Depression

When it comes to a medical condition where Placebos are readily used, I chose Depression. Depression runs in my family and I can see what it’s done to some of my extended family members. Depression is a well-known mental disorder, but I think many fail to realize the significant impact on various aspects of an individual’s life. Before I knew what depression really was, I always thought that a person just had to be happier, or that something significant happened in their life that they had to “get over.” This lack of realization translates into cultural misunderstanding as to what depression is, which can give it a negative stigma and make a person diagnosed with depression feel as if they’re trapped with no other options.

When watching the film “Placebo: Cracking the Code,” the doctors and researchers all agreed that the procedures and “song and dance” are what make the placebo effect so effective. This being said, a negative social stigma associated with depression can only worsen the symptoms of depression themselves, according to the placebo effect. With the use of antidepressants and SSRIs, depression can be overcome – and society knows that.

Society can play both a positive and negative role in the treatment of depression, and any other physical or mental disorder for the matter. It knows that there is a negative stigma associated with depression, but also knows that there are consistent and reliable methods of curing depression, which can put patients with depression at ease, having a positive impact on treatment. I believe society’s knowledge and confidence with antidepressants and SSRIs can help facilitate the effectiveness of a placebo that’s been prescribed to a patient with depression in place of the actual drug itself. Just as in “Placebo: Cracking the Code,” the placebo pill cured a woman of her depression and was shocked to find that she was given a placebo for the duration of her treatment. I believe this shows the strong correlation between culture, biomedicine, and a medical condition and how they can all be important factors in the healing process.

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  1. Anya Odabasic says:

    I love that you wrote about depression because it also runs in my family and I have also seen its damaging affects. I think a lot of people are resistant to accepting the fact that they may be depressed which contributes a lot to the misunderstanding of the condition. It can be very debilitating thing to deal with. Not only have I seen it first hand but my mother is also a Psychiatrist so I have always just had a lot of knowledge, I guess you could say, about “brain diseases” which is sometimes hard for people to wrap their heads around.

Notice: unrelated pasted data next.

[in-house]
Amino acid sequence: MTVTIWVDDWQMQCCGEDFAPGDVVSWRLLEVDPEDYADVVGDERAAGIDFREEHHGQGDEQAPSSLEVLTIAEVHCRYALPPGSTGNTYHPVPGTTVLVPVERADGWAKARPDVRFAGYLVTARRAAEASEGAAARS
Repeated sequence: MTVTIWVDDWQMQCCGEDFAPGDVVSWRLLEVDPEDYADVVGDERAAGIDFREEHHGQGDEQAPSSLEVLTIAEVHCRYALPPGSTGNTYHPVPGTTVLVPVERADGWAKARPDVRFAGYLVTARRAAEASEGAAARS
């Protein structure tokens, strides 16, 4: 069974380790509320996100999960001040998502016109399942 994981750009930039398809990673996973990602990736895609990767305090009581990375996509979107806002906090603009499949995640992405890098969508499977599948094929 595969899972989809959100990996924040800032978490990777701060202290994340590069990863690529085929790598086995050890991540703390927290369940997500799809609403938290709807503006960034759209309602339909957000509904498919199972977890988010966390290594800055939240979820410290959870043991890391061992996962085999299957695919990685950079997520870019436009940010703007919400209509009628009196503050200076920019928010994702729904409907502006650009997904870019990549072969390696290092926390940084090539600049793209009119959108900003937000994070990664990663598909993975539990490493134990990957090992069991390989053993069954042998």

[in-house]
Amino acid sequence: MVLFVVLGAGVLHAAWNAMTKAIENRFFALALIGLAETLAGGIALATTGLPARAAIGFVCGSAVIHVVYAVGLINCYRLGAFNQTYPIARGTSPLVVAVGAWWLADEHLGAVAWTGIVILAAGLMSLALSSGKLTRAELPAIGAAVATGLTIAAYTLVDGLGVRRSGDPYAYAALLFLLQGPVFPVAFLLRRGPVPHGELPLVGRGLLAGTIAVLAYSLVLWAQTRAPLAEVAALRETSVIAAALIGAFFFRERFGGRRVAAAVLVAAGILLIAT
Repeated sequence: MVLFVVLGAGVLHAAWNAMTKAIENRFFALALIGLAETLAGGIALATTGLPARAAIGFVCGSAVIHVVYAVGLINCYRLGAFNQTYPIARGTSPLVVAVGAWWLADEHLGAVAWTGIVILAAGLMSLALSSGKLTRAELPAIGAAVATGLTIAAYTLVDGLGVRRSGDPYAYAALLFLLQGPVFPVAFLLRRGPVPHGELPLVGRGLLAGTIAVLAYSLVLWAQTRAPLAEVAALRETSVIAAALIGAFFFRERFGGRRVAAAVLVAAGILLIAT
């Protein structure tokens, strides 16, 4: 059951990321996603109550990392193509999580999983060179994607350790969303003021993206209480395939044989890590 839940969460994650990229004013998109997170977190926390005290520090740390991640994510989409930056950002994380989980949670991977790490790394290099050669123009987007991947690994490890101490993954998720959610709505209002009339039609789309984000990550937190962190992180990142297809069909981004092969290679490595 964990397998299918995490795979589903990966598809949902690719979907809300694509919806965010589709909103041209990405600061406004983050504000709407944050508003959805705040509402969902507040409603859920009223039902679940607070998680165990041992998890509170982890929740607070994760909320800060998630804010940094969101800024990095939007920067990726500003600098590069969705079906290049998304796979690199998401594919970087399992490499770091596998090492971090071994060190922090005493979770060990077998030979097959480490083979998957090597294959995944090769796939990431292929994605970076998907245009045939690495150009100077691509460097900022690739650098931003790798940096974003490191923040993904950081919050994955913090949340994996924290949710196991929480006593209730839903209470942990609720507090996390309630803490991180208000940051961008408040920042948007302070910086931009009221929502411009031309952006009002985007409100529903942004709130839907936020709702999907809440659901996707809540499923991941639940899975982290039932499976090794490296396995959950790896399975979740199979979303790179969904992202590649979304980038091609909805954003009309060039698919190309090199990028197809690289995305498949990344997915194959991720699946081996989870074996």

I believe depression is an illness but I also believe it can be cured with things other than just medicine. If a condition, disease, or what have you is part of your life, you need to make the treatment for that condition part of your life as well. Choices need to be made as to how to treat this, basically treating with pills or taking a holistic approach to treatment. Since I view it as something that could reoccur I would rather take the holistic approach. And who knows, maybe you will better other aspects of your life throughout the process. Eating better, exercising more, talking to therapists, spending more time with family and friends: a lot more than just helping your depression is happening there. I would have to say my preference to a more healing treatment came from my parents. My dad has always hated taking pills for a headache and my mom is all about the “taking care of yourself first, drink water and lay down before going to the doctor” kind of mentality. Plus being a phsycian herself, doctor visits were only for the extreme in my childhood. Other than that I feel like I was raised in a very different culture than my friends and a different mentality. I do get a lot of weird looks when I take a pass on the tylenol for a headache or midol for my cramps. (Fun fact: my roommate literally just ran to the bathroom for an ibuprofen while I was typing this)

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